So the Irish have decided to send Jedward to Dusseldorf. Can they win? Either way, Jedward’s participation is a good thing for those of us who like a punt on Eurovision: it raises the profile of the contest in both the UK and Ireland. It will attract a new demographic and new punters to the competition in both countries.
You can love or hate the twins, but there’s no denying their ability to generate headlines. In that respect they did have the X Factor when they appeared on the UK talent contest in 2009. The producers recognised it and helped keep them in until Week 7. Their rendition of ‘Oops I Did It Again’ was one of the TV highlights of the year.
So, what opportunities may they generate for punters? It’s early days, but possibly plenty.
The last time the Irish sent an eccentric homespun hero, there were opportunities. That was Dustin the Turkey in 2008. You may or may not remember he was a singing puppet who took the piss out of Terry Wogan’s wig amongst other aspects of the contest.
The lyrics were achingly funny. It sounded awful. And the joke was entirely lost on the rest of Europe. It finished 15th of 19 in the semi-final. Yet, soon after being chosen, Dustin was an early favourite to win the whole contest at around 6-1. You could bet against Dustin winning the whole thing for a return of over 15% – and I did. That was free money.
Jedward are not as short in the early win market, so you are not going to make a great return laying them for the contest. Because Jedward’s chances of winning are indeed, in my opinion, very small. Not necessarily because of the song, which is cheap but contemporary and immediate. And not necessarily because of the pair themselves, who bring a huge amount of energy to the stage.
However, firstly it is not a jury song, which is where 50% of the decision ultimately lies. Juries tend to favour ballads and/or simple presentations, neither of which the boys offer. Quite the opposite, in fact – and my main criticism is that the overall effect of ‘Lipstick’ is most probably going to be very frantic in Dusseldorf as it was in the National Final.
Their vocals, though stronger than they were in 2009, are still weak. Backing singers can cover this effectively enough for most of the televoting public, but it’s not going to win round juries sceptical of the show the twins will undoubtedly put on.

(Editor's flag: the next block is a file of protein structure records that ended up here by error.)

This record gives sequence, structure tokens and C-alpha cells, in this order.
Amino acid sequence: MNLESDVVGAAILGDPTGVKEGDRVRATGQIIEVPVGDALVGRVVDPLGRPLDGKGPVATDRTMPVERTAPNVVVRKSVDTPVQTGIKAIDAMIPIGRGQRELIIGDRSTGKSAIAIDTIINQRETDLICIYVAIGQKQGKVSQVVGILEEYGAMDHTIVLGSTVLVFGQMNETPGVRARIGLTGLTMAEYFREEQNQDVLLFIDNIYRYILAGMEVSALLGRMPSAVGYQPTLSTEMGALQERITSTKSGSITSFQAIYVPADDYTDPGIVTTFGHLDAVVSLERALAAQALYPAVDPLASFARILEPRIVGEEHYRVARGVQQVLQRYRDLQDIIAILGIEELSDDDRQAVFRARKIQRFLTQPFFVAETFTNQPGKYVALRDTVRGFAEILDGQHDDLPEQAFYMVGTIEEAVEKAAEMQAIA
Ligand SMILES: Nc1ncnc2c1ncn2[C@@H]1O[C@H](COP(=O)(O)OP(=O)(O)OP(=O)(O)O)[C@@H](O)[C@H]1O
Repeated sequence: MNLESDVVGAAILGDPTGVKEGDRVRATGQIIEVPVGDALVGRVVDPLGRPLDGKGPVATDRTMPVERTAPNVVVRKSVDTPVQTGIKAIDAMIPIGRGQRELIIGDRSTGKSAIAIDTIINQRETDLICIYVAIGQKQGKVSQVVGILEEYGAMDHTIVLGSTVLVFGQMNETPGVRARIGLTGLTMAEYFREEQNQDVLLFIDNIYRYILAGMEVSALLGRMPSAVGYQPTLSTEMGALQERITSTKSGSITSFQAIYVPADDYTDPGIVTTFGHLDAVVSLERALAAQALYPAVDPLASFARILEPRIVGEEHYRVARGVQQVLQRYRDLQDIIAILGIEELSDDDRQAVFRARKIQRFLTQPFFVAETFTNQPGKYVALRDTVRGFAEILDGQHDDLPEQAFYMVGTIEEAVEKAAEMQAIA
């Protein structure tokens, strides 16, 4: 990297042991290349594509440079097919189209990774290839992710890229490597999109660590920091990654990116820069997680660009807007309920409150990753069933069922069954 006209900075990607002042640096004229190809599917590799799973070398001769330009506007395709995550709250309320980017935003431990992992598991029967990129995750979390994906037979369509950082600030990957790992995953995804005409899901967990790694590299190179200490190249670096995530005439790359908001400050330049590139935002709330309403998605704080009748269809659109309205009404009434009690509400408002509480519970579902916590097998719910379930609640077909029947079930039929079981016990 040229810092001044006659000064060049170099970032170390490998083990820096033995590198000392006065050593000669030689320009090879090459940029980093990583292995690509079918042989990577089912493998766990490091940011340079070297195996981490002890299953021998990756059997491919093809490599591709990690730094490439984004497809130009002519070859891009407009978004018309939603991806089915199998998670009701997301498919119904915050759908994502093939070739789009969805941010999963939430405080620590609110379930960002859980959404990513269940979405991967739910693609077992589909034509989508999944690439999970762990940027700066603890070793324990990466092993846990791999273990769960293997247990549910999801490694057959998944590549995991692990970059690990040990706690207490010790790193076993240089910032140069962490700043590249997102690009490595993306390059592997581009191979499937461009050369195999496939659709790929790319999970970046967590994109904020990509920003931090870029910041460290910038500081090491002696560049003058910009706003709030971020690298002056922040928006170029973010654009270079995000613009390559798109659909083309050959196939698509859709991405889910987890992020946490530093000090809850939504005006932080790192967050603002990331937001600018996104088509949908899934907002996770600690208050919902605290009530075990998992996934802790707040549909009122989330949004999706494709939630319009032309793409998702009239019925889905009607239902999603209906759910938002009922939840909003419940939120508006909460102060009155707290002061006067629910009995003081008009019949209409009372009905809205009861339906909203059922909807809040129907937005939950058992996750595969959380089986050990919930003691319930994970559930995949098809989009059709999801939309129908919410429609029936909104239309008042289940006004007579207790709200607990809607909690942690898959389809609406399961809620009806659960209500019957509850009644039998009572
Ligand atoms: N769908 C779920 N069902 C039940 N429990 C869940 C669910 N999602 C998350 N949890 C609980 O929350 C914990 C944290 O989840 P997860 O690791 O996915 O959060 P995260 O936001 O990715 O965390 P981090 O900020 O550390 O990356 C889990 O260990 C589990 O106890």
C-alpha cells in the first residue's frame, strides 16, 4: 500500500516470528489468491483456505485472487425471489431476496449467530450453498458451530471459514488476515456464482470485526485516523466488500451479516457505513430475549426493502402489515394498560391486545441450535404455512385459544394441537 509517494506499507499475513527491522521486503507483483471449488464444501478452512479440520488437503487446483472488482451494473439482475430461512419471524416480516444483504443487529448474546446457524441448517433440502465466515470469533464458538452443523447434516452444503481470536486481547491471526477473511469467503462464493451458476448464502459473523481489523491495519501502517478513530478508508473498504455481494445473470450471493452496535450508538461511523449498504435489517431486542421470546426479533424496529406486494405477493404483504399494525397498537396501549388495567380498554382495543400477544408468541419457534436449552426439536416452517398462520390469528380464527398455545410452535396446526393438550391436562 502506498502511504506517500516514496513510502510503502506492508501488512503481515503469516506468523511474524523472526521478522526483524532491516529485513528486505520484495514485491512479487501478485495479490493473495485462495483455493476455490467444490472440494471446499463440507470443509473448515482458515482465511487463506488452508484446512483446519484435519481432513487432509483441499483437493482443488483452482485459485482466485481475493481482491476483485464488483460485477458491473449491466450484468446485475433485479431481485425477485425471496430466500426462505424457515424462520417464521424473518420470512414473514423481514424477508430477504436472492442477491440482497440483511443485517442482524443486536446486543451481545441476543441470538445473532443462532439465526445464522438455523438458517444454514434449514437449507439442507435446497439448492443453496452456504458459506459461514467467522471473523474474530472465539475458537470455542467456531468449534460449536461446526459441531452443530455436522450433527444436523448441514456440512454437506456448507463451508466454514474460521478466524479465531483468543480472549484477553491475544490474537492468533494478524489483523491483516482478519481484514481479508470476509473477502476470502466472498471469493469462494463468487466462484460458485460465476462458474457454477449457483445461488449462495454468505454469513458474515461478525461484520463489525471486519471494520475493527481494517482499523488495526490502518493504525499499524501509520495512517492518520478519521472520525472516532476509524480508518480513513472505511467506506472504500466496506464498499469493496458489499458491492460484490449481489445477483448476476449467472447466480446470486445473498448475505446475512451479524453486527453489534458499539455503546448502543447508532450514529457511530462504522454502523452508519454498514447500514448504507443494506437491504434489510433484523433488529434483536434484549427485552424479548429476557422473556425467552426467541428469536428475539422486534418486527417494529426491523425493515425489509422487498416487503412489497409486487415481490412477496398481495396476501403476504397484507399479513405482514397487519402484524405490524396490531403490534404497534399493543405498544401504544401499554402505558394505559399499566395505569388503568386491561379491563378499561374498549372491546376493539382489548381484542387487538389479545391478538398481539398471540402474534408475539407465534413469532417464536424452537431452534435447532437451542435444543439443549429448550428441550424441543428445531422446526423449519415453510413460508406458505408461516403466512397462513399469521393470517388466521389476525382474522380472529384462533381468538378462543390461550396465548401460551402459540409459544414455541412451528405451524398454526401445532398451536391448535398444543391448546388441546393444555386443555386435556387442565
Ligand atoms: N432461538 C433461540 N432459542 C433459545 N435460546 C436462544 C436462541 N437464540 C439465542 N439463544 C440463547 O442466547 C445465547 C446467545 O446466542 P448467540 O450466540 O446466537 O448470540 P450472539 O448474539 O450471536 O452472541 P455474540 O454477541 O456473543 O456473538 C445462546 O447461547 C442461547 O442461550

The televoters could go either way. There’s no doubt that the twins are visually memorable, and that’s important in Eurovision. Ireland though, have a similar handicap to the UK in Eurovision – they can only rely on each other for friendly voting. Jedward and their hype within Britain means nothing to the vast majority of Europe.
Add these two things together, and a Jedward win seems highly unlikely. Nor is it likely to be what their management are banking on: if they have any sense, they will instead be viewing this as a golden opportunity to extend their marketable shelflife by a few months in the UK, meanwhile cementing their status among their loyal fanbase in Ireland.
A more interesting question will come when the betting market on qualification from the second semi-final – which Jedward have been allotted to – takes shape. The semi is due to take place on Thursday 12th May and a top ten finish is required to take part in the final.
Jedward have to overcome the fact that the UK are voting in the other semi-final. However, that other semi-final looks like a much stronger affair at this early stage in that it contains all the big guns that traditionally do well out of neighbourly voting.
Jedward could therefore be short odds to qualify, and there conceivably may be value in betting on them to fail to manage even this, just like Dustin.
But this is very early speculation when only two other songs have been chosen out of the 18 other rivals in this heat. There could be plenty of dreadful songs in opposition and this could be a very weak semi.
Even when all the other countries have chosen, by March 14th, when the running order for each semi is drawn, it may be hard to tell their qualification chances. The blogs on how the staging and vocals are working for Jedward in rehearsals during the two weeks leading up to the contest will tell us much more about how well it is coming together.
So for me, it’s a case of wait and see – on qualification, not winning. What do you think?